Justifying grace is a term used to identify the grace by which God freely pardons and reconciles a repentant sinner to Himself. This phrase is primarily associated with the Wesleyan tradition, though the concept is not unique to John Wesley’s teaching. Every Christian believes in justification, the act by which God declares believers righteous through the one-time work of Jesus Christ (Romans 5:1; Titus 3:7; Romans 3:28). Similarly, every Christian accepts God’s grace, which is His favor toward the unworthy. Methodists combine these terms, justification and grace, to help distinguish between different aspects of God’s grace. Traditionally, justifying grace is listed as coming between prevenient grace and sanctifying grace in the order of salvation.
The United Methodist Church gives its definition of grace and describes these distinctions: “By grace we mean the undeserved, unmerited, and loving action of God in human existence through the ever-present Holy Spirit. While the grace of God is undivided, it precedes salvation as ‘prevenient grace,’ continues in ‘justifying grace,’ and is brought to fruition in ‘sanctifying grace’” (The Book of Discipline of the United Methodist Church, The United Methodist Publishing House, 2016, pp. 51–52). Therefore, in the Methodist view, justifying grace is one way that God’s grace comes to us, distinct from other ways in its timing in the process of our spiritual development. Justifying grace describes the moment when God justifies a repentant sinner by His grace alone. The same moment is typically called conversion or being born again by evangelical Christians. For the Methodist, it is God’s justifying grace that is at work in this moment to forgive sins through the work of Christ and grant new life to the believer.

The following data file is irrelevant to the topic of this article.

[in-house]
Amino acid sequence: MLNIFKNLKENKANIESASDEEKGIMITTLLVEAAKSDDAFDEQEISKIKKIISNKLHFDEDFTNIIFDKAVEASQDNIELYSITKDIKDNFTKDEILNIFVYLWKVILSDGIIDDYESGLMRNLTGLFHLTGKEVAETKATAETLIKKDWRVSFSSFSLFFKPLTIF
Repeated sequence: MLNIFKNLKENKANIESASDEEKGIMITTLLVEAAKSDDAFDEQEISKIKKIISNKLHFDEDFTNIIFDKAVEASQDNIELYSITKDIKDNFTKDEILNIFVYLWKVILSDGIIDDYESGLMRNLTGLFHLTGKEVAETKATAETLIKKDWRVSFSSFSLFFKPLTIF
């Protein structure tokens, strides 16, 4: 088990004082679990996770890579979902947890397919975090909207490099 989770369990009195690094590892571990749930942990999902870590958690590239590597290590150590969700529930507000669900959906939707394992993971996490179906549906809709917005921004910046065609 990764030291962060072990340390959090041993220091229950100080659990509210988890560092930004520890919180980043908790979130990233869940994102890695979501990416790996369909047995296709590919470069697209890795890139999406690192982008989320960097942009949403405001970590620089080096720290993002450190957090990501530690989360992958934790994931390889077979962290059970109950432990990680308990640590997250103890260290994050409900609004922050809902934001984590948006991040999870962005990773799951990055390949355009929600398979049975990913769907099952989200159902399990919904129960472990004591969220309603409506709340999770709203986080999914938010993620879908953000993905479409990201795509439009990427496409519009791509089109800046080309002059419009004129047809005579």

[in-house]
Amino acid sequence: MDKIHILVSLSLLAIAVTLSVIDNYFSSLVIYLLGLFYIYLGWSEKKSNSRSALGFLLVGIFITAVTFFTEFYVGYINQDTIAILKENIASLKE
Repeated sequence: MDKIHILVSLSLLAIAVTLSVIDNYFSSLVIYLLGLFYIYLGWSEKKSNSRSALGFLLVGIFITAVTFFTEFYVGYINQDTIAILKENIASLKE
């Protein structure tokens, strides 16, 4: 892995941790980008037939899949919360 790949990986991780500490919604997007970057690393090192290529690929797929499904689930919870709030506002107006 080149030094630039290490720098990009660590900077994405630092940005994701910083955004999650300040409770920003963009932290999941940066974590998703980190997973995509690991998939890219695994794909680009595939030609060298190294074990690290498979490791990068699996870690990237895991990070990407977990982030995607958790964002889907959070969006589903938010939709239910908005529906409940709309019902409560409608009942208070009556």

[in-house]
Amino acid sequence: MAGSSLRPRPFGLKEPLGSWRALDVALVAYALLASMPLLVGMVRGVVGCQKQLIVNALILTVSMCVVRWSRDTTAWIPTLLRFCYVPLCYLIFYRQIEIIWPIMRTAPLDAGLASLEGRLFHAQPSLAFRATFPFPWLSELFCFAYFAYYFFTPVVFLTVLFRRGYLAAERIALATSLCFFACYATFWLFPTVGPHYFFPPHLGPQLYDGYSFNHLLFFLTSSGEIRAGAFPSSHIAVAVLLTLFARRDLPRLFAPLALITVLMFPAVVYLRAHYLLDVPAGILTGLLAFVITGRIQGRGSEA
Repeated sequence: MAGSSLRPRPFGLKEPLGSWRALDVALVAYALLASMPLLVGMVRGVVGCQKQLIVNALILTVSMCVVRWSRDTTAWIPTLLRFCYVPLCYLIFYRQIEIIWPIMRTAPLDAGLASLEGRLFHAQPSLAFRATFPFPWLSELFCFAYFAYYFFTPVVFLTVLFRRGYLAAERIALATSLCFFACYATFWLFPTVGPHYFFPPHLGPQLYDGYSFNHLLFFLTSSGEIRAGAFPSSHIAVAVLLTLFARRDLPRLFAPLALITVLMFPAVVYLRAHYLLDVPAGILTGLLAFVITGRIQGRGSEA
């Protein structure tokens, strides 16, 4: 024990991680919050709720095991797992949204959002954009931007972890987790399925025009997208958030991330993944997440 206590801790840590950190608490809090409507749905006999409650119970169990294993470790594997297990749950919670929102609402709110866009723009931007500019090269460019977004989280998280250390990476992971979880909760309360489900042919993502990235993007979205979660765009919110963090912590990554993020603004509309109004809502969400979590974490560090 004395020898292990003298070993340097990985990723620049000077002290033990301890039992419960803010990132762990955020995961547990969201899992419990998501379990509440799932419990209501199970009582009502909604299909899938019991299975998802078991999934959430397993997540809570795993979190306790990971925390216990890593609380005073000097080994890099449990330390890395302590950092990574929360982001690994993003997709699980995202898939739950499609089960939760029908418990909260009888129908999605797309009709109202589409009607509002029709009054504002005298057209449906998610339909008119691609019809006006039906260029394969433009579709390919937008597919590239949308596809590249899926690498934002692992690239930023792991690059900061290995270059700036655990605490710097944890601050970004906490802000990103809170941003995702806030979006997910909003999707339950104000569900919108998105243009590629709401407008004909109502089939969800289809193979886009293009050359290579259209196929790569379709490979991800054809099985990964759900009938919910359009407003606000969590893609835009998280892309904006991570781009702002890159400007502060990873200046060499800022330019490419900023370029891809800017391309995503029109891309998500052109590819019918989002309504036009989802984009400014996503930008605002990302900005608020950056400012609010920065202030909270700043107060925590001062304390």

Other Christian traditions might dispute the specifics of Methodist soteriology, which leans towards Arminianism. However, almost no one would dispute the core idea of justifying grace. As sinners, we do not deserve to be justified. Salvation is entirely by God’s grace and not based on any of our works. All that we can do is come to Him by faith and ask, on the basis of the sacrifice of Jesus Christ, for His gracious forgiveness.